- The move away from legacy systems, which happens at different speeds in various countries and sectors, to cloud environments, fits in the shift from a focus on IT and systems to the business with organizations expecting to be able to innovate and enhance their business operations, while the best possible security is guaranteed.
These drivers are real and, just as cybersecurity needs to play an important role in digital transformation, the causes and consequences of digital transformation are also leading to a disruption and transformation of security itself.
It is all highly inter-connected indeed and there are ample more examples of drivers and evolutions leading to the very transformation of cybersecurity as a mission-critical task and strategy that stretches beyond divisions, branches and the ecosystem in which the connected enterprise resides.
Security drives the urgency to digitally transform
In its 2016 Global 1000 outlook™, CGI identified five key trends which organizations identified as reasons to intensify their self-reported need to transform.
On top of the usual suspects of digital transformation such as the growing impact of consumers’ digital behaviors and phenomena such as the emergence of IT as a driver of business change, CGI found that the evolution of security from defense to differentiator is cited by respondents as a driver of this urgency to accelerate digital transformation. The main reason: the growing cybersecurity threat. Moreover, just as IT overall is seen as a driver of business change, the same business focus is expected from CISOs (Chief Information Security Officers).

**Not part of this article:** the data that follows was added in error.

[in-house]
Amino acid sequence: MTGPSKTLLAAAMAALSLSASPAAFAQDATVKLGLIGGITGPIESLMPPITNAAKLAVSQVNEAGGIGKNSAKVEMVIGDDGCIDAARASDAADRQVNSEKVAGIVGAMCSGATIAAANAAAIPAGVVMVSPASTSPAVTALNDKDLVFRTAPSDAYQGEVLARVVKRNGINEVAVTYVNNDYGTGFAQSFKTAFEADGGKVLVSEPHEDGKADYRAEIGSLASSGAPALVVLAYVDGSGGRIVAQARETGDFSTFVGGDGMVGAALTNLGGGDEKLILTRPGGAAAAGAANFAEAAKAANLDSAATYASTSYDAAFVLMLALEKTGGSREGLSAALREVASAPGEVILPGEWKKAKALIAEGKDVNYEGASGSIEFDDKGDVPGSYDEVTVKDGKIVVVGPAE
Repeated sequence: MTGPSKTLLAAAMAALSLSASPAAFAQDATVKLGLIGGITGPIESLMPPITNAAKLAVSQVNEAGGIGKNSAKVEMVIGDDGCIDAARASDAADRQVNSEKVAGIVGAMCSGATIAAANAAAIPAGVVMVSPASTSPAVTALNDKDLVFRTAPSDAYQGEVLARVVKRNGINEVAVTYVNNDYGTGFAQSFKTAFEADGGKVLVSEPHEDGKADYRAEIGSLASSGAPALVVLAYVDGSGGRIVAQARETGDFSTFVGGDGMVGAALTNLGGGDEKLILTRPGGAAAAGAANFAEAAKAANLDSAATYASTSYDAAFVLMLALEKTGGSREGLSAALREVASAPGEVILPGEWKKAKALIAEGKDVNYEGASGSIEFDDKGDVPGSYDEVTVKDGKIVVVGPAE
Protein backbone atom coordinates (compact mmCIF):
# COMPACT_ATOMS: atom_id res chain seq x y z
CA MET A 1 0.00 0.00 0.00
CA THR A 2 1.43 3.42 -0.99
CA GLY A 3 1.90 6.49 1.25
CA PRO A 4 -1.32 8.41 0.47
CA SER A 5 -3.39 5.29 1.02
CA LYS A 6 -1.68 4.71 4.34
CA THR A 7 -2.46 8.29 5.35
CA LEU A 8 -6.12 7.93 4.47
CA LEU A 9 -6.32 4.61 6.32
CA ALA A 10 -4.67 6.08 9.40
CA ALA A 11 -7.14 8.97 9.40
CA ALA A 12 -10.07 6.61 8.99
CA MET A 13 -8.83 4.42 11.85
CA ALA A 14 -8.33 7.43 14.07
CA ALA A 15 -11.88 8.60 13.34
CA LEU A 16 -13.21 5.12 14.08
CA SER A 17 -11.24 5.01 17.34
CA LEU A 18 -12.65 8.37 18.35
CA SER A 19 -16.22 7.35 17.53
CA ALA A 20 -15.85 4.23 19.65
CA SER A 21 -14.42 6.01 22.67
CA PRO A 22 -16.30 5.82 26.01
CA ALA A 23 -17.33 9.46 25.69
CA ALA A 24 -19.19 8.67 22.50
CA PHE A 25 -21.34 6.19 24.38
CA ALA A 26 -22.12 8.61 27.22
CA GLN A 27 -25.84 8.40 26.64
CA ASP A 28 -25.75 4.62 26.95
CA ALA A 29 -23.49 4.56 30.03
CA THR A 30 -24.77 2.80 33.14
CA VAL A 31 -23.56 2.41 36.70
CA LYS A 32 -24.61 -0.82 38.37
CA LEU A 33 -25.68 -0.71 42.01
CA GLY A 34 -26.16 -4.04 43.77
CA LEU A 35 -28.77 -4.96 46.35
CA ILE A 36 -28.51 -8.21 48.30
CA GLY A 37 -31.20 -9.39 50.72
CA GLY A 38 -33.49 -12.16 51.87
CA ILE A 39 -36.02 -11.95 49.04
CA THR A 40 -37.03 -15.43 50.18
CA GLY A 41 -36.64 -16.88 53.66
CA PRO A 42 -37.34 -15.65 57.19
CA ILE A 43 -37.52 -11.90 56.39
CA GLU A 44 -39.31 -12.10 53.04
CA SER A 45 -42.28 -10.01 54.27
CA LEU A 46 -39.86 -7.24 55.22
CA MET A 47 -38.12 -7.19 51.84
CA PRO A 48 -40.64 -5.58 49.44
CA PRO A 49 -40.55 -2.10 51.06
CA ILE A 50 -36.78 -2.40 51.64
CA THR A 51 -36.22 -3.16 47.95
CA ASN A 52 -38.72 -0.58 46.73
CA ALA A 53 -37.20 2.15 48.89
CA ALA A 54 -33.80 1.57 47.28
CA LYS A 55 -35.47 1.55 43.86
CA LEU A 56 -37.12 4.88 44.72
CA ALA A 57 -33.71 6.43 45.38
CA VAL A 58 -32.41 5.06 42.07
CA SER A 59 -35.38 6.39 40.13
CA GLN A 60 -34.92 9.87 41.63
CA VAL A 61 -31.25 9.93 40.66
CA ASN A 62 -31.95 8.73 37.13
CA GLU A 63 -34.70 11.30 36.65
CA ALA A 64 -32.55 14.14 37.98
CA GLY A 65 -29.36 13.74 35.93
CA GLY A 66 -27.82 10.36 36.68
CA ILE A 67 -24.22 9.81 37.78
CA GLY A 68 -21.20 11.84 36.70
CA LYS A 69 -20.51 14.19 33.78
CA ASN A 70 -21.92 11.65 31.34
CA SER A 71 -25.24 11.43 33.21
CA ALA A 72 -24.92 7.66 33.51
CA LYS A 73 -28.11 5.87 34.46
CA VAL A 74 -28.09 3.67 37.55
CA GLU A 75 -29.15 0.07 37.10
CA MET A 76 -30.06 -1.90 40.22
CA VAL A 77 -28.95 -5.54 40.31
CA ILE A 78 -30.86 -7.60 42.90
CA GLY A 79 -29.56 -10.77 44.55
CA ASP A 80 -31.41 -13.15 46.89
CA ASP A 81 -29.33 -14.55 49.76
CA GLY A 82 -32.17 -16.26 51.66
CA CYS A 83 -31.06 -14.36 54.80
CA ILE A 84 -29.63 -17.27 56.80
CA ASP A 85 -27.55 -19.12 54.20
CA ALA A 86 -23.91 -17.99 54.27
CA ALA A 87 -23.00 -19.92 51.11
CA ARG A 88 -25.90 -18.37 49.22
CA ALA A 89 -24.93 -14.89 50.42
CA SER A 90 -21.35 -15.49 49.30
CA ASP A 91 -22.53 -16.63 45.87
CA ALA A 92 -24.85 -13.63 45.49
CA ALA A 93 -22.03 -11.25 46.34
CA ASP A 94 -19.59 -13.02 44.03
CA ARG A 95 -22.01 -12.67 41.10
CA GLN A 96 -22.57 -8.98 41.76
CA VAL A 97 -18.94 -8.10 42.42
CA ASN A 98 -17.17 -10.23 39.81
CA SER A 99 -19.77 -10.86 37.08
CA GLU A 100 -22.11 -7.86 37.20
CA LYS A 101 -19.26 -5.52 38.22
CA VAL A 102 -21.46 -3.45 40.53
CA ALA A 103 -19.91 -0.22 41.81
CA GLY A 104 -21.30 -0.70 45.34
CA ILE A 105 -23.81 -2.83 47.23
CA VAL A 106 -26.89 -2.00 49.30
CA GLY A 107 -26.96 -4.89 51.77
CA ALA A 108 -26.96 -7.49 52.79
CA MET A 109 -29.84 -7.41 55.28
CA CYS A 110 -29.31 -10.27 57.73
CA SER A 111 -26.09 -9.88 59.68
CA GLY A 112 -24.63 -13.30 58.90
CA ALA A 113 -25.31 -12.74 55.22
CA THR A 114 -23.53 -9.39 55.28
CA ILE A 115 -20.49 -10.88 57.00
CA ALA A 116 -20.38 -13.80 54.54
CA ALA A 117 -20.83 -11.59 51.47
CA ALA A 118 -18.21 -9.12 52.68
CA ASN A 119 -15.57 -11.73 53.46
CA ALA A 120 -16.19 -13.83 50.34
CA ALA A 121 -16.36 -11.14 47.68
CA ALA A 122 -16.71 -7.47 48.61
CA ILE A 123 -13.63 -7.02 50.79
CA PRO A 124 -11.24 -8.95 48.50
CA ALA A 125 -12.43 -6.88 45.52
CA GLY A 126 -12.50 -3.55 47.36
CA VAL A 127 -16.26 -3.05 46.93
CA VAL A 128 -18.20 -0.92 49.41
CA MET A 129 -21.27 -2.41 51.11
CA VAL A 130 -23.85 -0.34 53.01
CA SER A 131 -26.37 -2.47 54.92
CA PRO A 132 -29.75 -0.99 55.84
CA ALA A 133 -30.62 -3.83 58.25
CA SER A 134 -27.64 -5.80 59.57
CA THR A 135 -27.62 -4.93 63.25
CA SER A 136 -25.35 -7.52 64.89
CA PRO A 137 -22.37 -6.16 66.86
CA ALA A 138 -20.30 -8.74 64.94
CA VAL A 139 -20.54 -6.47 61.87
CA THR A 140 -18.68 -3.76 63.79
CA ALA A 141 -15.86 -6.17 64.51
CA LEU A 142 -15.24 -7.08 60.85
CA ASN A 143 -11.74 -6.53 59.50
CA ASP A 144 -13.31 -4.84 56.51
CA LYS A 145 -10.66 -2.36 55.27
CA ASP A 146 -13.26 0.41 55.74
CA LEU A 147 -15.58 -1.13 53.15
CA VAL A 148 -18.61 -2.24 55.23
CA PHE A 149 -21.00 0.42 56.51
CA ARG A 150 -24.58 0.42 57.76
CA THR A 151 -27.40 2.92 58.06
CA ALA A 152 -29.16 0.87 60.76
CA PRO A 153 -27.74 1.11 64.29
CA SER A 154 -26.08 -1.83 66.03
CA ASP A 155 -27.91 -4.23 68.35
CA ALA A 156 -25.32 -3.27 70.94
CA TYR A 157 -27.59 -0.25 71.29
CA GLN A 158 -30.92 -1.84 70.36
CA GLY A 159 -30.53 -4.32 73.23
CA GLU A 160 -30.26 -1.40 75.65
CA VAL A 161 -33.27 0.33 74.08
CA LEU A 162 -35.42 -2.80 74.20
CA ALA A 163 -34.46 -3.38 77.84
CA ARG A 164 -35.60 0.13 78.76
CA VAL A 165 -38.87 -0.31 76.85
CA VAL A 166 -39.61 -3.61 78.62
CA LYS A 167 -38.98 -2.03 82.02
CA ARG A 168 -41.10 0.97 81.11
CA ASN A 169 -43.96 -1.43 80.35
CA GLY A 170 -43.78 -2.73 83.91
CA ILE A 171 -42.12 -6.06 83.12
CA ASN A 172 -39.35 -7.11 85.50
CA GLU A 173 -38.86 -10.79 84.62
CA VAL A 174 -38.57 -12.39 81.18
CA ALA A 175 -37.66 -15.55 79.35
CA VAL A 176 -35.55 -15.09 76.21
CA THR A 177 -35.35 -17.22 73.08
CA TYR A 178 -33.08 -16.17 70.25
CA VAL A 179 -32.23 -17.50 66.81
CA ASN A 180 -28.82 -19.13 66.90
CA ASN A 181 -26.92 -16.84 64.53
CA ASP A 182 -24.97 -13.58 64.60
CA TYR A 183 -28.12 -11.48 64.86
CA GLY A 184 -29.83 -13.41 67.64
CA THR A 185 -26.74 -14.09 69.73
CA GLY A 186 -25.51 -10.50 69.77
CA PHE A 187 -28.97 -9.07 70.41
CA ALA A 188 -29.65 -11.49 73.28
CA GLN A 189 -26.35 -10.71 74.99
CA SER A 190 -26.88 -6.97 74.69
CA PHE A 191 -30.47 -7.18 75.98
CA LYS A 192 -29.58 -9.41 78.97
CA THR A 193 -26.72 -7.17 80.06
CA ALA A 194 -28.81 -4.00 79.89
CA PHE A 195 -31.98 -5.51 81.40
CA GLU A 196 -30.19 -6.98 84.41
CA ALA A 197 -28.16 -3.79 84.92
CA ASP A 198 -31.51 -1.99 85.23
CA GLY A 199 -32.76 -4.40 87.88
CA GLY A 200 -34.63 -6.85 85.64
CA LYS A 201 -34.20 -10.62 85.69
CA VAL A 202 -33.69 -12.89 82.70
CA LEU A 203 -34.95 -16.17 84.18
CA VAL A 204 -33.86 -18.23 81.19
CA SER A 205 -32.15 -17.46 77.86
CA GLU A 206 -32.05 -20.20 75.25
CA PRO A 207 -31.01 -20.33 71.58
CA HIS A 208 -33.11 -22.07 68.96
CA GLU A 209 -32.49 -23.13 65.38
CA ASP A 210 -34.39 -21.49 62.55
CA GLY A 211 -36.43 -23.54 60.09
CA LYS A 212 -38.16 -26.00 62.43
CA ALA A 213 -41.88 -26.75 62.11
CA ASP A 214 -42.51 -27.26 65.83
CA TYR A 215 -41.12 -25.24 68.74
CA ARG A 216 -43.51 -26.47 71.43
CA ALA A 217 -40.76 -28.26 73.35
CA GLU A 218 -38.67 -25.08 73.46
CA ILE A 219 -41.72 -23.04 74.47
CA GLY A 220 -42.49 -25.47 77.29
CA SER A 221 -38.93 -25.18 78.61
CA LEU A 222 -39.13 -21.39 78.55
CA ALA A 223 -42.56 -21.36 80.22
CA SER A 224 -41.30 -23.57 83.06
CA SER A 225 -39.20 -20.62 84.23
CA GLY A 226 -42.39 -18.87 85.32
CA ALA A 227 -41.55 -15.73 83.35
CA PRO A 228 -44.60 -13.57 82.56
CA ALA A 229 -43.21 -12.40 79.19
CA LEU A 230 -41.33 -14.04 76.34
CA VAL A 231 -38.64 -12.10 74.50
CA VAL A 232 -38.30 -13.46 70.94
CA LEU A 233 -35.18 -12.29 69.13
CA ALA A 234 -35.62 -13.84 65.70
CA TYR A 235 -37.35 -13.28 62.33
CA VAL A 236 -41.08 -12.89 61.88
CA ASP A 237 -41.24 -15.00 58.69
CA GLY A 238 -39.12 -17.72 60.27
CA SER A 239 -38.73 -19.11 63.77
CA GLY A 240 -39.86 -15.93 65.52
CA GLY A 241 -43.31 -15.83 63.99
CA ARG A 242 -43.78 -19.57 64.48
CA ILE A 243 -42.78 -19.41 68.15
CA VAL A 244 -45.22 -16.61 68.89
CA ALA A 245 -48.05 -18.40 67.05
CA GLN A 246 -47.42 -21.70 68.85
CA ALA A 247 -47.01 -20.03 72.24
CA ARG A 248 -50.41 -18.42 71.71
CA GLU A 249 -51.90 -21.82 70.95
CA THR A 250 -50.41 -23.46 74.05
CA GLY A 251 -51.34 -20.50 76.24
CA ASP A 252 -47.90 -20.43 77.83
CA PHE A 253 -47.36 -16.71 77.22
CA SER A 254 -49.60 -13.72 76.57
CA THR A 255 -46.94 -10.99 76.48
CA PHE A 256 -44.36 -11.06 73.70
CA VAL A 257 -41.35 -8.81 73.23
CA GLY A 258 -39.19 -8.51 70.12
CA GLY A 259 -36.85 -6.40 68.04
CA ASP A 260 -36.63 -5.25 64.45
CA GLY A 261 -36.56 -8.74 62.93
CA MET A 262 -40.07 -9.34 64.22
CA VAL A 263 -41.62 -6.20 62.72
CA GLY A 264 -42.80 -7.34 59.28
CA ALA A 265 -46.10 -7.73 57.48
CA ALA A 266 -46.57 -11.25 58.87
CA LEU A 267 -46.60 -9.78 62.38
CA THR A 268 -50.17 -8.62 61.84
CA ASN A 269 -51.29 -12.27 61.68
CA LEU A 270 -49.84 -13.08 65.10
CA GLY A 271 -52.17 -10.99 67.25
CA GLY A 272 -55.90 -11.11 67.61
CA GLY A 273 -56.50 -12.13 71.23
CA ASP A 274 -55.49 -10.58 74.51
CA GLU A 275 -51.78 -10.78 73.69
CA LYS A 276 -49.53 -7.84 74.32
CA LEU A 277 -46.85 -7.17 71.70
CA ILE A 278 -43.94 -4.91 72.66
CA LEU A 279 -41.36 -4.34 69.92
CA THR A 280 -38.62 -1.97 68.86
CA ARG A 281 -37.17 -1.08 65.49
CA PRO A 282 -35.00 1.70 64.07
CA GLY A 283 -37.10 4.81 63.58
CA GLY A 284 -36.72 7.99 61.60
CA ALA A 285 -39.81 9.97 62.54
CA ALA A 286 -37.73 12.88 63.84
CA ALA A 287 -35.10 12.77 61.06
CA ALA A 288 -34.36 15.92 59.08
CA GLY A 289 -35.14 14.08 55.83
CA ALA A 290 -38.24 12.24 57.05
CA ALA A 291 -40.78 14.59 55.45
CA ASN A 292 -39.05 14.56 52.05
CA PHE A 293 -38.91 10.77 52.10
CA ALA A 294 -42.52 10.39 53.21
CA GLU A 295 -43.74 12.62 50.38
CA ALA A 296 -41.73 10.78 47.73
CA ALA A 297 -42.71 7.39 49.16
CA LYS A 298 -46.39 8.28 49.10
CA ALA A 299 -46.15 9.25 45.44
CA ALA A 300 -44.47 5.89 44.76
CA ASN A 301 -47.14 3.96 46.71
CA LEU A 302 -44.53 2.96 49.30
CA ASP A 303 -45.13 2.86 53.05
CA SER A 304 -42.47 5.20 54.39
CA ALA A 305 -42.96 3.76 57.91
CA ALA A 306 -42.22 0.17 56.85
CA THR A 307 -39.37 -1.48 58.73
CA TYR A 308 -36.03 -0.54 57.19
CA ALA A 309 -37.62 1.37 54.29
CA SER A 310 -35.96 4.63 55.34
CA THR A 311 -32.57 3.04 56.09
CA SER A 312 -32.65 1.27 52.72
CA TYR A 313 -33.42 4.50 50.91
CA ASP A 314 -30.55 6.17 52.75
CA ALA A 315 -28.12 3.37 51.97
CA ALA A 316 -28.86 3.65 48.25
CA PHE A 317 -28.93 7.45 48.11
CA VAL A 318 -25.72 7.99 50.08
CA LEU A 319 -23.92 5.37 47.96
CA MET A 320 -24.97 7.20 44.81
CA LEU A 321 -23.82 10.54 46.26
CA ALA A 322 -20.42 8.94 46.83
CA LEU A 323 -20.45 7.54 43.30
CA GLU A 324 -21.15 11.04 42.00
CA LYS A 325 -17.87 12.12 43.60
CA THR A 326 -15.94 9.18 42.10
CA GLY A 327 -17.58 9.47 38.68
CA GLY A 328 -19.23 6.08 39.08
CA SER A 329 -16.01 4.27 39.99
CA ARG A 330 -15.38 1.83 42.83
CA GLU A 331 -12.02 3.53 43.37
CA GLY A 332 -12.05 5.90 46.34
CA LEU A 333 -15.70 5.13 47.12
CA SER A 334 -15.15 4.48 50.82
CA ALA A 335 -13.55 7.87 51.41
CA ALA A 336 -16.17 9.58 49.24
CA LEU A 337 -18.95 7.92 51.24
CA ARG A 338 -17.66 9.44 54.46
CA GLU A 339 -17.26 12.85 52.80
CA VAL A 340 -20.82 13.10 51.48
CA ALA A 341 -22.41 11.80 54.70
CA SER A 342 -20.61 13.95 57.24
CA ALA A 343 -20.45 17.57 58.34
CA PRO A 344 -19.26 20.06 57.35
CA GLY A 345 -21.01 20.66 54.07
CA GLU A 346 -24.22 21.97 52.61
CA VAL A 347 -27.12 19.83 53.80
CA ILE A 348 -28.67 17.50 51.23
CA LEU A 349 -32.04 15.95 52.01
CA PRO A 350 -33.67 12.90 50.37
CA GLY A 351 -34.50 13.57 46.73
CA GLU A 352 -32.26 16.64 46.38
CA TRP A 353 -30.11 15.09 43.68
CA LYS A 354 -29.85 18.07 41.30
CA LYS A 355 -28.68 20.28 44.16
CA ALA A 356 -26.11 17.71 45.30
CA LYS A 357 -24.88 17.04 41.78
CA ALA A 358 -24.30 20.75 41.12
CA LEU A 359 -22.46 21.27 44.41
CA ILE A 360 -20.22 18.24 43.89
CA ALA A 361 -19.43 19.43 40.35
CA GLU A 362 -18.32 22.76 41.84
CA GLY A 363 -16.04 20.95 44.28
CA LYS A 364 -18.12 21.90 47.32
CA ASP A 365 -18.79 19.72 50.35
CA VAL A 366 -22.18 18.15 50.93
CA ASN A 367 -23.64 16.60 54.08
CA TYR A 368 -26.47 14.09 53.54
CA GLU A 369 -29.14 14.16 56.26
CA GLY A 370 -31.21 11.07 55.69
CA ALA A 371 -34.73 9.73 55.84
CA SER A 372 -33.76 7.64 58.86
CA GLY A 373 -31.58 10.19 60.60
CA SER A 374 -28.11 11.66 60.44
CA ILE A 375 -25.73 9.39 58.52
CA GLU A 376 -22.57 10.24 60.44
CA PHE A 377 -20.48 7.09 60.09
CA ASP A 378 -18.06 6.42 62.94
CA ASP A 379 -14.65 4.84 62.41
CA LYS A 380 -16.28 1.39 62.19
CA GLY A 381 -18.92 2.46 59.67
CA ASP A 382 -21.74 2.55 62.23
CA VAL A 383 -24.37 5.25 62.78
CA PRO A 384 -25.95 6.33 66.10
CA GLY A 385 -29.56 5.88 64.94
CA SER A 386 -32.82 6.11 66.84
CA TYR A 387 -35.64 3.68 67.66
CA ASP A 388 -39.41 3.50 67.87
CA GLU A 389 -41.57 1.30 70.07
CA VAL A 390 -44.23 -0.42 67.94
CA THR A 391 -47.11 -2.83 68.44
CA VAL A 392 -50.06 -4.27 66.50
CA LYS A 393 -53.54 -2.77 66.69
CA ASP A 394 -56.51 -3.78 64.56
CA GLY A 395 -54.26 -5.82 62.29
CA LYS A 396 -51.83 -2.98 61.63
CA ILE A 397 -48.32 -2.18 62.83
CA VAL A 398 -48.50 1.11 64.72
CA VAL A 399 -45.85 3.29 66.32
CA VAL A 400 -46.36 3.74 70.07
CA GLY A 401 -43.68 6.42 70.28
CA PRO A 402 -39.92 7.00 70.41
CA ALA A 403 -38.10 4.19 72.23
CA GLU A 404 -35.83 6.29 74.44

Another global trend are “relentless regulatory demands” which we mentioned earlier and are moving faster and faster. Even other identified trends such as the restructuring of business models and transformation of industry value chains have an impact on the need to transform security, as we also mentioned earlier.
On top of the fact of the findings by CGI that for 62 percent of organizations, security is starting to become a differentiator, there is another interesting link between security and digital transformation which we briefly touched upon in our article on the cybersecurity maturity challenges to succeed with digital transformation.